Sydney-based folk artist Julia Jacklin made her name with the melancholy alt-country of 2016’s Don’t Let The Kids Win, an intimate tearjerker of a record with a deeply emotional core. But two years on, she’s in an altogether different mood. “I would love to know what it’s like to make people feel good and dance”, she stated after recently forming garage pop trio Phantastic Ferniture with old friends Elizabeth Hughes (guitar) and Ryan K Brennan (drums). The band’s self-titled debut doesn’t disappoint: it’s an upbeat peach of a record that has the potential to turn multiple frowns upside down.

Beginning with the surf-inspired intro of "Uncomfortable Teenager", the album immediately unleashes positive vibes. The addition of Hughes and Brennan works wonders in providing the backdrop to Jacklin’s wide-ranging vocal work, which breaks free from its folk shackles and finds solace in reverb-soaked euphoria. Think Best Coast’s sharp indie riffs and Amber Arcades' jangly dream pop and you’ll be closer to understanding PF’s musical mission statement. Or just simply listen to “Fuckin and Rollin”, a brilliant summer pop anthem with the most satisfying bassline you’ll hear today. There are some slower tracks like “Take It Off”, but its juicy central riff allows it to avoid plodding. “Gap Year” and “Dark Corner Dancefloor” find the perfect pace for the band’s sound, the latter bursting off into the horizon in a blaze of desert-tinged psych rock.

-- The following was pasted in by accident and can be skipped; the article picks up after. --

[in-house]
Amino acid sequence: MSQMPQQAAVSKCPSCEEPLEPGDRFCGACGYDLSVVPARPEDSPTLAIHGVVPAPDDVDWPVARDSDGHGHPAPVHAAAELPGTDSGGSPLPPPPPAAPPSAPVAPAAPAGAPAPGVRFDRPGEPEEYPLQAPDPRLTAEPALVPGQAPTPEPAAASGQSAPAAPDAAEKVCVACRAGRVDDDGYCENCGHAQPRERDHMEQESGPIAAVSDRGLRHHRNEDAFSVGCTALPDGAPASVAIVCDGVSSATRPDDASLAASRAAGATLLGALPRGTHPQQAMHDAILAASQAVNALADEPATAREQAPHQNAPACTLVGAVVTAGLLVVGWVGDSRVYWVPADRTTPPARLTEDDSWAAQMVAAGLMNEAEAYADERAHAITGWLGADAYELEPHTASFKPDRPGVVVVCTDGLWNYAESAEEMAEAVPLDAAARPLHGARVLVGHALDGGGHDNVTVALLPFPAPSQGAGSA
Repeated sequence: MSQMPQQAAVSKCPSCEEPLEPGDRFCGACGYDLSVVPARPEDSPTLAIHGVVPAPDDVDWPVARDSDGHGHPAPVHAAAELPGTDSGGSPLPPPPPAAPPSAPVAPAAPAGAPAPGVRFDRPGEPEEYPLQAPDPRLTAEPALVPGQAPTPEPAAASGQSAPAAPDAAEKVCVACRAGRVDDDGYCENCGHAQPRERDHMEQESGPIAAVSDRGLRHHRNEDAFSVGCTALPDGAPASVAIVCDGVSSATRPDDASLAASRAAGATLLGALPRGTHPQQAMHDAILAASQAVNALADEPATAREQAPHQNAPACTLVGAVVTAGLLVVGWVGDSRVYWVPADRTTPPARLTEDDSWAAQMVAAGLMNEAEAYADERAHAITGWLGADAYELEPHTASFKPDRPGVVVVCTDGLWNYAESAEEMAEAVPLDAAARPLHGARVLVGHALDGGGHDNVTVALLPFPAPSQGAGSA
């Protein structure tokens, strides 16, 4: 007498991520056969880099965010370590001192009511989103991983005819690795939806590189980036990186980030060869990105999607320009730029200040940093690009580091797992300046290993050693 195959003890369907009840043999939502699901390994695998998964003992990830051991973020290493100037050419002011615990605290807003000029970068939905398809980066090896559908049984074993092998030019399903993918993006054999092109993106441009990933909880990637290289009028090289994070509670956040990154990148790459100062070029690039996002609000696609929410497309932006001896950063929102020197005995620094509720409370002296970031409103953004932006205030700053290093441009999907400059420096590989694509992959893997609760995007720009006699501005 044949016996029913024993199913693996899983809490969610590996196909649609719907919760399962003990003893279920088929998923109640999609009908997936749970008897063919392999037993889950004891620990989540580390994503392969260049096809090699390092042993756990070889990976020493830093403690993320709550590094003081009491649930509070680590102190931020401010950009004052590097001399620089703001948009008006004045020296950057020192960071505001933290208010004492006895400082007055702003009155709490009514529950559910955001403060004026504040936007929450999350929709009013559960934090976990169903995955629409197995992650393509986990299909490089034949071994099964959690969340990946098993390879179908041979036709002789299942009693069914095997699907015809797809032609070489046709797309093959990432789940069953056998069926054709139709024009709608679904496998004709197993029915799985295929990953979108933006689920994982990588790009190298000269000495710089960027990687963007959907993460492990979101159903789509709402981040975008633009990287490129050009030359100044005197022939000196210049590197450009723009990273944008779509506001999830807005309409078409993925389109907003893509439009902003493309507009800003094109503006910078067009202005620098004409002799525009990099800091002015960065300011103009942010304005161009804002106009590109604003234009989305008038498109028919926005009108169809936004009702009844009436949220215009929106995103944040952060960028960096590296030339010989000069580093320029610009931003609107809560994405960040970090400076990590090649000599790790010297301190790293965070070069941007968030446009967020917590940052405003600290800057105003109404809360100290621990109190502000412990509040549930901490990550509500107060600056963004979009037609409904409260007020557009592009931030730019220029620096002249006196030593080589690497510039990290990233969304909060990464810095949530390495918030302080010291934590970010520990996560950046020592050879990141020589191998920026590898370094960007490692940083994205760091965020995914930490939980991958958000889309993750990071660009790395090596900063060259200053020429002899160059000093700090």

Jacklin certainly succeeds in her simplistic mission to ‘make people feel good’ here. It may not contain the most amazing songs ever written, but Phantastic Ferniture is pumped with enough care-free energy and catchy pop hooks to brighten up the darkest of days.